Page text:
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Articles > 4 Perimeter Cutting Mistakes & How To Fix Them
September 11, 2020

4 Perimeter Cutting Mistakes & How To Fix Them

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Instagram via @chrisjones_hair

4 Mistakes To Avoid When Cutting A Blunt Bob

Have you ever spotted a super sharp bob from across a room and thought to yourself “I wonder who cuts her hair?” If you are in the Houston area, chances are it was Chris Jones (@chrisjones_hair). With over 277, 000 (!) followers on Instagram, Chris is known for his “soft blunt” bobs and cutting techniques. So we sat down with Chris (virtually of course) and got all of dos and dont’s of creating an eye-catching perimeter. 

 

Mistake #1: Too much tension.

Whether you are cutting at the nape wet or dry, it is important to make sure you are combing the hair down at natural fall. (Natural fall: the direction the hair naturally grows out of the head.) One way to ensure this is to cut against the skin versus in your fingers. Sometimes using your fingers to hold the section can create too much tension which can lead to jumps or irregularities in your perimeter. 
 
 
 
 
For optimal control, try using a wide tooth comb and a shorter shear. “Shear size is a personal preference. I lean towards shorter shears because it puts my hands closer to my work giving me more control. I  like to use  the 5.5”  ARC™ Scissors PHANTOM II,” says Chris.
 
Press Play Below To Watch The ARC™ Scissors PHANTOM II In Action!
 

 

 

Mistake #2: Overdirection.

Remember: A blunt haircut is cut at zero degrees elevation all around the head. Pulling your sections from behind the ear to the nape of the neck will create unwanted graduation. “If you comb the hair that is supposed to fall to the side of neck to the back, that overdirection will create graduation”, explains Chris. All sections should be combed straight down at natural fall and cut to the same line. This will create that sharp, precise perimeter that makes or breaks a blunt bob.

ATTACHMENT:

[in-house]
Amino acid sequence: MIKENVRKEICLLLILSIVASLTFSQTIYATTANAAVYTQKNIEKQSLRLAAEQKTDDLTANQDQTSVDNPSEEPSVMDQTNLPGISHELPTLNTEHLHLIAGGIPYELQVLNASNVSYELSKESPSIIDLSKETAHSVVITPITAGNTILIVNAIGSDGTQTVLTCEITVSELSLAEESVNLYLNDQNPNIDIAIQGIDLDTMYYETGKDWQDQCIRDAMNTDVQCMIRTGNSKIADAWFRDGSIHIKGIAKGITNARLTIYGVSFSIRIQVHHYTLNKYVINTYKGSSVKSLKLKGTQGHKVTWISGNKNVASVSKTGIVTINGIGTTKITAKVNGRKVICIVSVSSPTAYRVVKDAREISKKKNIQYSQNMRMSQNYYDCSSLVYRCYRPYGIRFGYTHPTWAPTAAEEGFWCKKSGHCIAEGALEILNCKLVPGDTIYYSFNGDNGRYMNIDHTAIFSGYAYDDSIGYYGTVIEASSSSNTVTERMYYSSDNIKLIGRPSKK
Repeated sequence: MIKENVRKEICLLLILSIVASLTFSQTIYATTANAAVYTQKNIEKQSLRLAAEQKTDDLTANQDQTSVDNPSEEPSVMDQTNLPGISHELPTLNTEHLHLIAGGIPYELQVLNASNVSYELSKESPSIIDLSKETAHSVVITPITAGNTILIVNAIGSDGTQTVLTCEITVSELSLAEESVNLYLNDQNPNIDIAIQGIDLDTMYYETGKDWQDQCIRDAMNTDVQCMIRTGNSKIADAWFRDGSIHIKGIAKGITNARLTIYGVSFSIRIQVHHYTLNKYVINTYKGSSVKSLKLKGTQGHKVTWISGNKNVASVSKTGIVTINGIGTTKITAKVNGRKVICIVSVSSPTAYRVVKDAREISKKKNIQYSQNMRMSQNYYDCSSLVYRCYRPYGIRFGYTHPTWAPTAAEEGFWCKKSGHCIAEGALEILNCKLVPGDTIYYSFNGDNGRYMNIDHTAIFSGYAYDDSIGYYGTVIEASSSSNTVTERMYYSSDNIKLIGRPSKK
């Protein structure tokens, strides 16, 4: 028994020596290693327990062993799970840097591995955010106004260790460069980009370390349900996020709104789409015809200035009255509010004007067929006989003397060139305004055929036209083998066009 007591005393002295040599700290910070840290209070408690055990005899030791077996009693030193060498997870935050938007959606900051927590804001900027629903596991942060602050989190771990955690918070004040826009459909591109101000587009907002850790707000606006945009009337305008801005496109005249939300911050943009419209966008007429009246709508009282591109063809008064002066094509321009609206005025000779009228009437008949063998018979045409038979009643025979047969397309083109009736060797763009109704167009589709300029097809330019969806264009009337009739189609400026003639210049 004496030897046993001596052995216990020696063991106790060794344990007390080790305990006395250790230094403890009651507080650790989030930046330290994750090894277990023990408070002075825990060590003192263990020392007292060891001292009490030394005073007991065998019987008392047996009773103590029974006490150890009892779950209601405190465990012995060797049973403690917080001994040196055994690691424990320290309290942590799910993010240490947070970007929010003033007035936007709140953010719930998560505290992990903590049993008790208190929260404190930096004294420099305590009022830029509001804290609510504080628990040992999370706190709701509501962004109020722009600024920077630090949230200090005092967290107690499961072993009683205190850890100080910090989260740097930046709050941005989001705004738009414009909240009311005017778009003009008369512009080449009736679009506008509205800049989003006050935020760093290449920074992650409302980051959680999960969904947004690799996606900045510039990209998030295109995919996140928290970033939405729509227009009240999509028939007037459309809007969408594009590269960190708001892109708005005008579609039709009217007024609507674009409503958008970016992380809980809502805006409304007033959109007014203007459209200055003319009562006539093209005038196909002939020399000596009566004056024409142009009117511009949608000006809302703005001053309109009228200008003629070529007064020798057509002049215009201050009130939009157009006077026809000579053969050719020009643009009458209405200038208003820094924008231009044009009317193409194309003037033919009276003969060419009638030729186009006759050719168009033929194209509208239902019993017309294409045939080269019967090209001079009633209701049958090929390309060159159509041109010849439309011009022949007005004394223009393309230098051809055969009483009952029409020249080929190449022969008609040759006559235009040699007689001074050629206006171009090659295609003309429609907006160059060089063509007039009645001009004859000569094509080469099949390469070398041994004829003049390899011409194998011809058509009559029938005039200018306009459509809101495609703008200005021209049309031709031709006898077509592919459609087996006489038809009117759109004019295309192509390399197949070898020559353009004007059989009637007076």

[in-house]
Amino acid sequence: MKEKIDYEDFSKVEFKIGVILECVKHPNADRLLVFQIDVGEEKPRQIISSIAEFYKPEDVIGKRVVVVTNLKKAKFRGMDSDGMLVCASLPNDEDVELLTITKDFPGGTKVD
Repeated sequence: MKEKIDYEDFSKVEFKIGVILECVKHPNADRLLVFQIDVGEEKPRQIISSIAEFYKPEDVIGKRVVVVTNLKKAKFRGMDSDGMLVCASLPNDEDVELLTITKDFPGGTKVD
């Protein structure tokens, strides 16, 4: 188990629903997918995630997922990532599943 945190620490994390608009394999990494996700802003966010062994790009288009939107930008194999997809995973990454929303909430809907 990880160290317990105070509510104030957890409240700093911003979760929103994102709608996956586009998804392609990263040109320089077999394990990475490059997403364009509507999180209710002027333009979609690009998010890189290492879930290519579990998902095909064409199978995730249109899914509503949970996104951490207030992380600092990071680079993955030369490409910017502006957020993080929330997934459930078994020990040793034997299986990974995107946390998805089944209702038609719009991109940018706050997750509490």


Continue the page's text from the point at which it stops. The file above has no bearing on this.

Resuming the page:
Mistake #3: Incorrect body positioning. 

Time for a quick anatomy lesson. The mastoid process is the bone that is located where the head starts to round to the side approximately one to two inches behind the ear. From the mastoid process to under the chin is considered the side of the cut. From the mastoid process to the nape of the neck is considered the back of the haircut. Check out this nerdy visual below!
 
 
Now that you have that in the back of your head (see what we did there), it is IMPERATIVE that you cut directly in front of the section you are working on. If you try and cut the side from the back, you WILL be overdirecting that section. Overdirection always leads to graduation. Bottom line: move your body! It should always be positioned parallel to the line you are cutting!
 

Mistake #4: Jump around the ear.

There is nothing worse or more common than creating a killer perimeter with a jump below the ear. This disruption will pull the eye away from the strong line you have created in the rest of your cut, and can often lead to cutting the hair shorter in an attempt to fix it. No worries. Here is how to avoid it. “If you are working on wet hair, tap above and below the ear to create slack. The hair needs to be slightly longer to travel over the ear and fall along the same perimeter line. Sometimes this creates a tag or longer piece,” explains Chris.
 
Watch How Chris Uses His 10/10 To Chip Away At The Perimeter Below!
 
Chris likes to use his ARC™ Scissors SYMMETRY10/10 Reversible Blender to chip away any extra length. Because they remove approximately 60% to 70% of the hair depending on the angle of the blade while cutting, they are great for creating straight textured lines in bob cuts.  He also recommends using a wide tooth comb when cutting dry to avoid creating a hole in the perimeter.